By Suyash Choudhary
Most of the year so far has been about trying to find policy rate peaks in major developed markets (DMs). Expectations here have been continually frustrated thus far as inflation has proven much more resilient than was being previously anticipated.
There was plateauing of expectations around the middle of June, post which rate forecasts were actually reduced under a mistaken impression of policy pivots. However, the illusion was broken by September as a spate of ugly inflation prints drove peak rate and peak inflation theses to the waste paper basket.
This set the stage for a further leg higher in DM rate pricing and, contrary to many expectations (including our own), a meaningful one.
The frustration here, macro-economically speaking, has been that while signs of economic breakage have abounded, they nevertheless haven't been widespread and consistent enough to arrest the pace of DM central bank tightening. Thus, for example, even as the housing sector continues to bleed in the US, overall growth seemed to have bounced back smartly in the third quarter.
While the downshift in the jobs market is evident, the relative tightness has refused to ease much so far, and while wage growth pressures have eased somewhat, they still are much more elevated than what is consistent with 2 per cent overall inflation.
A key reason for this, one that was always in play but the potency of its effect was hard to quantify, is just the nature of the pandemic response fiscal stimulus in the US.
Unlike the post global financial crisis fiscal expansion, a significant portion of the pandemic stimulus involved direct cash transfers to members of the public. The quantum involved was large enough to provide strong safety cushions to consumers for a length of time.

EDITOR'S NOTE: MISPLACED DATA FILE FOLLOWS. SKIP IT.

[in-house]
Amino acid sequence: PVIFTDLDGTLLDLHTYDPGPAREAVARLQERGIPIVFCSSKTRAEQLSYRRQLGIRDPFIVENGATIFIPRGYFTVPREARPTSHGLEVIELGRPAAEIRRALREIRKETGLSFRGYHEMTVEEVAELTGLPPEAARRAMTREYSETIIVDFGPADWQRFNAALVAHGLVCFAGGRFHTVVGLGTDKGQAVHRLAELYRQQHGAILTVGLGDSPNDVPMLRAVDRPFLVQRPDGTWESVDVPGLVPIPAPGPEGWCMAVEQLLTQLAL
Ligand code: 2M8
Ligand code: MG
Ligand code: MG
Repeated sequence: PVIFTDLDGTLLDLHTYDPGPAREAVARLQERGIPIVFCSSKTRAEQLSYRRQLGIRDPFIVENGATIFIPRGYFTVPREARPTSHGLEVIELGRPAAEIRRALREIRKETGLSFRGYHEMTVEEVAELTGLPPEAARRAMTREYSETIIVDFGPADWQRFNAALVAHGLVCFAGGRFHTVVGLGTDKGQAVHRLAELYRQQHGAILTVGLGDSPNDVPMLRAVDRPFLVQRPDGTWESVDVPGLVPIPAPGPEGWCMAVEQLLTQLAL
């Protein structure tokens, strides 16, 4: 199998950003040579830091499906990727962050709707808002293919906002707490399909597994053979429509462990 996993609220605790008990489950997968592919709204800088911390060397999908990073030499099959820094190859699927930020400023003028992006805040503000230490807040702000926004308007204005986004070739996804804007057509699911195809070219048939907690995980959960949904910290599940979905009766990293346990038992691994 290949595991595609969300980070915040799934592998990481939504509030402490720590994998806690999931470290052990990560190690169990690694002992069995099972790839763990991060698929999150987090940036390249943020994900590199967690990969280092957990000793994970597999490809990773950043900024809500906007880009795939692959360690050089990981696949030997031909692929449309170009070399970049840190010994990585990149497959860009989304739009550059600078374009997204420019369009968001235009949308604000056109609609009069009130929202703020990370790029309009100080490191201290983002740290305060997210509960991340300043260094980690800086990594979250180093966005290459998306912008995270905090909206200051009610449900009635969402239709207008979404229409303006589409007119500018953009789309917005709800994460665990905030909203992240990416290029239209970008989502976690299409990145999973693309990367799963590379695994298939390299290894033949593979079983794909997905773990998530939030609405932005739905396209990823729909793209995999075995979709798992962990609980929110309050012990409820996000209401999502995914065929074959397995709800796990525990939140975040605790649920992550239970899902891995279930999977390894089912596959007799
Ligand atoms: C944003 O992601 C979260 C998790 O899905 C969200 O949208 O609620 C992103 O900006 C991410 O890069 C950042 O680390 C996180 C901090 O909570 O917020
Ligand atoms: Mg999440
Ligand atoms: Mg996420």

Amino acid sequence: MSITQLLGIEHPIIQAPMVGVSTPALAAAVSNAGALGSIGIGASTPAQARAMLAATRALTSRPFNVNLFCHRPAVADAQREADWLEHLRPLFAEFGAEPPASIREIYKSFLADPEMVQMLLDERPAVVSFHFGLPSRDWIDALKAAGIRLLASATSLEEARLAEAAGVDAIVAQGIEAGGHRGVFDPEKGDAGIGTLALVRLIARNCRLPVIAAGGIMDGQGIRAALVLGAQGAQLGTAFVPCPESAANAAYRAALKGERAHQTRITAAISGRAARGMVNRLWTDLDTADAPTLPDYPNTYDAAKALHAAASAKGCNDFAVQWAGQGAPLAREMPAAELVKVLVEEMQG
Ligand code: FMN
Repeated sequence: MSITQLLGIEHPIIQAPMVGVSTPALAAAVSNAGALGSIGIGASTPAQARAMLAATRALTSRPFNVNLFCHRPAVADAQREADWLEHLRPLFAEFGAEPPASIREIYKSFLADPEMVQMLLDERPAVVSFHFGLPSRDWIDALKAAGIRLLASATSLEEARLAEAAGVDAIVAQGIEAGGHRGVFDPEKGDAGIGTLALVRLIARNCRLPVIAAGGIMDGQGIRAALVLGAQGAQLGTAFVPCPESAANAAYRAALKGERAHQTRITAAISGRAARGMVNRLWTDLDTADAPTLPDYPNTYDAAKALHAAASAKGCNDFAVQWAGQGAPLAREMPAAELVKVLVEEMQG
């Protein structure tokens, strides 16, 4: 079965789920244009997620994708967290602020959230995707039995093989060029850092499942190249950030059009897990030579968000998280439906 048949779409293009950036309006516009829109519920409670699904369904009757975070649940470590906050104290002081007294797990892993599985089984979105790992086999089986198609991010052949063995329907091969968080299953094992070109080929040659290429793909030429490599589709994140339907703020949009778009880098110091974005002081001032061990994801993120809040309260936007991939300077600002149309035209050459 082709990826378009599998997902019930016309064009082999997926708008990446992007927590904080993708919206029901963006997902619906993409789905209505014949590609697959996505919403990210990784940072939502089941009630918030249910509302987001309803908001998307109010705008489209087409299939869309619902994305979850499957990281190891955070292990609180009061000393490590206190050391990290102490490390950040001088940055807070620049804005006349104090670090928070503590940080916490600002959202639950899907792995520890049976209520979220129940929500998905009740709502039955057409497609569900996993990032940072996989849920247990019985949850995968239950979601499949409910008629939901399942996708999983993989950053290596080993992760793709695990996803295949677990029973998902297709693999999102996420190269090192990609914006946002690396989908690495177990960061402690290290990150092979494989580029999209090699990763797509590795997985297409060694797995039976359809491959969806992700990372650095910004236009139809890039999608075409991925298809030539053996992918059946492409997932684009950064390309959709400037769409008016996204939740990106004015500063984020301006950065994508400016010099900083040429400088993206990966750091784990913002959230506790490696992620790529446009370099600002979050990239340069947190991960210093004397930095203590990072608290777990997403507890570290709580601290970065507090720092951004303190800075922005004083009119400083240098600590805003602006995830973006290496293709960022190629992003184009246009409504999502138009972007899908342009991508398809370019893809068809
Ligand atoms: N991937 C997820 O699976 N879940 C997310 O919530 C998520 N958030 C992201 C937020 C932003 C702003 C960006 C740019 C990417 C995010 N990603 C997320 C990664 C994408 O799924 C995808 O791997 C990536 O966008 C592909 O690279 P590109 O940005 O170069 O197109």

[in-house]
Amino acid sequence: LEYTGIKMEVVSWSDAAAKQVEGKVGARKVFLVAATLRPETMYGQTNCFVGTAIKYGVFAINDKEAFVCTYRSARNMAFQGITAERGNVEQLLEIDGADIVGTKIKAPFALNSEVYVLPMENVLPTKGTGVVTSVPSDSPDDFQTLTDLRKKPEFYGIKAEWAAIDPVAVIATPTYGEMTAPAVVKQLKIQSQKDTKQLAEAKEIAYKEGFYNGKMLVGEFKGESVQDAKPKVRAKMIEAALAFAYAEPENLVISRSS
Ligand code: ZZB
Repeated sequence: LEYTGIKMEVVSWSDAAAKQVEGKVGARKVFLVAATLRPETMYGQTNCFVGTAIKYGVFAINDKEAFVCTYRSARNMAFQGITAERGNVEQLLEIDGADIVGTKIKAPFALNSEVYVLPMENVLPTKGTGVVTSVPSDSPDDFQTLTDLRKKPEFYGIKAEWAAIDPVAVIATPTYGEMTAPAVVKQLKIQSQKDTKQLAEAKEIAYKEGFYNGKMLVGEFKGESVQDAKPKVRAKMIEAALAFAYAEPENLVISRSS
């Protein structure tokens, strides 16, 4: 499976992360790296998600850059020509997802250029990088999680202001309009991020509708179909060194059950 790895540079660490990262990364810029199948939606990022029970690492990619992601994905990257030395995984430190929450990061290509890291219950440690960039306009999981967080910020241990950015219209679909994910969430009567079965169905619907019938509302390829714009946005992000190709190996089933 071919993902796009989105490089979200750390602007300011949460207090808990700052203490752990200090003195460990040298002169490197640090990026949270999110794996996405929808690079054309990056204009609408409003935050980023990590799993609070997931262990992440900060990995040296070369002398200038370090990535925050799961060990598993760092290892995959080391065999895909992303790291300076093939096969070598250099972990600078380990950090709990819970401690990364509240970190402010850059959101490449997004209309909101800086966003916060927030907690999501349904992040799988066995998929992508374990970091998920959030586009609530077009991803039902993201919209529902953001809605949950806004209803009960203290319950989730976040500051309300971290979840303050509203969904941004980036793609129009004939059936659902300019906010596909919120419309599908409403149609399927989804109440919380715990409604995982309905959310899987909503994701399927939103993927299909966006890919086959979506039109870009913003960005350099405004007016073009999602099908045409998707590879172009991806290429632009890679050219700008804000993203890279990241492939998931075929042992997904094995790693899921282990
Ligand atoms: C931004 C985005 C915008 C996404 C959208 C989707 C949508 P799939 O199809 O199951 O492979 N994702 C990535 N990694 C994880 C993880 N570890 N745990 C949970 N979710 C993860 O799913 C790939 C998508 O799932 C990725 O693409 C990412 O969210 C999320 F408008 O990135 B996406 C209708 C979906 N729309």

This has possibly delayed the transmission of rate tightening to growth and inflation in two ways: One, consumer demand has been more resilient to higher prices. In fact, an important discussion in the US today is that company margins are still unnaturally high in general, and are a key contributor to concurrent inflation. Thus, there was already a cost-push aspect owing to Covid and the war, but there is an additional build-up due to companies passing on more than just cost escalations.
Two, there may be more near term headwinds to labour supply, ceteris paribus, with higher safety cushions now in play for employment seekers.
Whatever be the reasons, the fact remains that the Fed needs definitive evidence of softening from the labour market, and this hasn't been forthcoming thus far.
It is to be noted, however, that while the rate thresholds may have increased for tightening and transmission lags may be longer partly for the reasons discussed above, the process itself is likely to be alive and well.
Additionally, since the pace of this tightening cycle in major DMs has been unprecedented, and financial conditions have tightened significantly over a relatively short period of time, the lagged impact of this on economic activity could also then be, ceteris paribus, higher.
The question then, and one that inevitably rings a feeling of deja vu, is this: Has enough been priced in on terminal rates now?